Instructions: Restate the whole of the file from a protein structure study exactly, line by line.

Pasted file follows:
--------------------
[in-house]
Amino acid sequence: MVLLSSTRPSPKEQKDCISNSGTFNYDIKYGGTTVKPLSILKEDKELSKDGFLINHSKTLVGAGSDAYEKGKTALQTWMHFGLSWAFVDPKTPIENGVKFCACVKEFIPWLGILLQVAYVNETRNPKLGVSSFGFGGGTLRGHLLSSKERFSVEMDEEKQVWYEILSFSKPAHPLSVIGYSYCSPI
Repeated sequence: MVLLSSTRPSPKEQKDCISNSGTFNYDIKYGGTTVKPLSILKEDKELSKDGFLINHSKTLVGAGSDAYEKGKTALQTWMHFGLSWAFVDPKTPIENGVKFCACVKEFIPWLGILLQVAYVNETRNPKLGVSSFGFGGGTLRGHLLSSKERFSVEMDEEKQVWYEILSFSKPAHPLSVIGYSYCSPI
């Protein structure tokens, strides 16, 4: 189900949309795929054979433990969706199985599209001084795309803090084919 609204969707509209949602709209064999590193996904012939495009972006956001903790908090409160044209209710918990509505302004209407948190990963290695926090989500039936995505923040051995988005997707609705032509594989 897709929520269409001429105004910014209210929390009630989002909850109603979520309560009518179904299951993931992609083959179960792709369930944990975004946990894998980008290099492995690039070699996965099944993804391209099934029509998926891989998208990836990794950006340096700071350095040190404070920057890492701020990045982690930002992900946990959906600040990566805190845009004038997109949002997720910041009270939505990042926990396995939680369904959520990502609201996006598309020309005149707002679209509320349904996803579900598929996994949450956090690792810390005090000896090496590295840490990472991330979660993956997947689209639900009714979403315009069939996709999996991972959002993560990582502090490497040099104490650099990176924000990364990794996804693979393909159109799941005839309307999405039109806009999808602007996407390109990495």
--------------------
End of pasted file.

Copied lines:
[in-house]
Amino acid sequence: MVLLSSTRPSPKEQKDCISNSGTFNYDIKYGGTTVKPLSILKEDKELSKDGFLINHSKTLVGAGSDAYEKGKTALQTWMHFGLSWAFVDPKTPIENGVKFCACVKEFIPWLGILLQVAYVNETRNPKLGVSSFGFGGGTLRGHLLSSKERFSVEMDEEKQVWYEILSFSKPAHPLSVIGYSYCSPI
Repeated sequence: MVLLSSTRPSPKEQKDCISNSGTFNYDIKYGGTTVKPLSILKEDKELSKDGFLINHSKTLVGAGSDAYEKGKTALQTWMHFGLSWAFVDPKTPIENGVKFCACVKEFIPWLGILLQVAYVNETRNPKLGVSSFGFGGGTLRGHLLSSKERFSVEMDEEKQVWYEILSFSKPAHPLSVIGYSYCSPI
């Protein structure tokens, strides 16, 4: 189900949309795929054979433990969706199985599209001084795309803090084919 609204969707509209949602709209064999590193996904012939495009972006956001903790908090409160044209209710918990509505302004209407948190990963290695926090989500039936995505923040051995988005997707609705032509594989 897709929520269409001429105004910014209210929390009630989002909850109603979520309560009518179904299951993931992609083959179960792709369930944990975004946990894998980008290099492995690039070699996965099944993804391209099934029509998926891989998208990836990794950006340096700071350095040190404070920057890492701020990045982690930002992900946990959906600040990566805190845009004038997109949002997720910041009270939505990042926990396995939680369904959520990502609201996006598309020309005149707002679209509320349904996803579900598929996994949450956090690792810390005090000896090496590295840490990472991330979660993956997947689209639900009714979403315009069939996709999996991972959002993560990582502090490497040099104490650099990176924000990364990794996804693979393909159109799941005839309307999405039109806009999808602007996407390109990495």